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  • Close-up on the faces of a woman and man, sitting in train seats.
  • A woman looks out the window of a train car.

Wim Wenders’


Sunday, May 12

(1975) “This 1975 drama by Wim Wenders, a loose adaptation of the primordial bildungsroman, Goethe’s “Wilhelm Meister’s Apprenticeship,” is one of his best films. Wenders’ modern Wilhelm (Rüdiger Vogler) is a young bourgeois man with a great record collection and a head full of frustrated ambitions, who escapes from his family home into an artist’s life. En route to Bonn (West Germany’s capital), Wilhelm joins a group of performers, including the acrobat Mignon (Nastassja Kinski, in her first film) and the actress Therese (Hanna Schygulla). Wenders grafts the novelistic framework onto a road movie that’s a virtual documentary of West German sights and moods. What he finds is a country that’s hemmed in by its prosperity and burdened by the undigested weight of its horrific history. With a contemplative eye for cityscapes, he sees the sleek forms of postwar German architecture as mirrors within mirrors that stifle thought by means of style. Wenders looks at young rockers through a lens of high culture and applies the theatrical fervor of the Enlightenment to the rumpled rounds of modern buskers. Linking Germany’s grand literary heritage to the indelible national stain of Nazi-era depravities, he turns a self-consciously casual ramble into a vast soul-searching.” – Richard Brody, The New Yorker. DCP. Approx. 103 min.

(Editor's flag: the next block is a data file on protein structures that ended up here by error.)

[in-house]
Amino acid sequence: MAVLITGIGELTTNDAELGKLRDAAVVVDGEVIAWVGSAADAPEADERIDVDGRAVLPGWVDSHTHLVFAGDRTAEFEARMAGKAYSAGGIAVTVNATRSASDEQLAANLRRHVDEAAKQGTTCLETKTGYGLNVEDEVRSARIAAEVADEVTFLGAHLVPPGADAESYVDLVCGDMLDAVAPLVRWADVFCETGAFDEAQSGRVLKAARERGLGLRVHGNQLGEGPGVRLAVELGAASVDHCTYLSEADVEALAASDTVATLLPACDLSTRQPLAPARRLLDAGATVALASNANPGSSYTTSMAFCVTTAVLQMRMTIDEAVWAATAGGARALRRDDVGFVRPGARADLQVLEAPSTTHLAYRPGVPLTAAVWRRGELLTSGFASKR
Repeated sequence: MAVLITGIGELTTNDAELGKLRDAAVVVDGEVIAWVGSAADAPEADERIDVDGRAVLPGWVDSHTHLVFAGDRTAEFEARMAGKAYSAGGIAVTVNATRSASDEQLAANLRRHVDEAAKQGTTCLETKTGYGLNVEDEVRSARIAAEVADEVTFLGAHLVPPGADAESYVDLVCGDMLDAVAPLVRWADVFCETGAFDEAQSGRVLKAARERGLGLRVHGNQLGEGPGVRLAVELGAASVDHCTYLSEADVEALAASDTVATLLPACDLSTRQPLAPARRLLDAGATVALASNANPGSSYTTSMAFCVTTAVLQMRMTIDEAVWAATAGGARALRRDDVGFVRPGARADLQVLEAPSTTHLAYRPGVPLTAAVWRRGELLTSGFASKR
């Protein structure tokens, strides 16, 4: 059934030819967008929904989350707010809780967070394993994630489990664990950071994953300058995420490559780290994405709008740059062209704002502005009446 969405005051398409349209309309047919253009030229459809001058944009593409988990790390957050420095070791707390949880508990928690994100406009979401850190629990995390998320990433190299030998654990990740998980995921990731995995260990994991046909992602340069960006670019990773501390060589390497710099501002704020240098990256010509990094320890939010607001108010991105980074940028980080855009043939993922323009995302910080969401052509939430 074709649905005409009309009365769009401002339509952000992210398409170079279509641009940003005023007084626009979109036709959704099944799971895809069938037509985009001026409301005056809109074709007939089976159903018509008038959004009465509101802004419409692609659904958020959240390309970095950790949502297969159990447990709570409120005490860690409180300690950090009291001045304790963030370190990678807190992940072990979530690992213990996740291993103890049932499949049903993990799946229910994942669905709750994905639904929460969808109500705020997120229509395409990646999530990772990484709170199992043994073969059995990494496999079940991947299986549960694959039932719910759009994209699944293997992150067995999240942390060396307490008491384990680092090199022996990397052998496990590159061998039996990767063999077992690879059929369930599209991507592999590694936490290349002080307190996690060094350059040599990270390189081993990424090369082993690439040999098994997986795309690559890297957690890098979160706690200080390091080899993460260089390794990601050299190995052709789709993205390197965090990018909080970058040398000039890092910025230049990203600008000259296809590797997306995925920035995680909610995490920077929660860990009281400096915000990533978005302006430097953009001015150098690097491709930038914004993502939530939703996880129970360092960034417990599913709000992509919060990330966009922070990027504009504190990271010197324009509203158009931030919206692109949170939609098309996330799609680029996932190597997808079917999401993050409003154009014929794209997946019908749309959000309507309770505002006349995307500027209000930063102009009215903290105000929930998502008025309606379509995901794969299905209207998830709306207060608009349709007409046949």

Part of Wim Wenders’ Road Trilogy.


Film Forum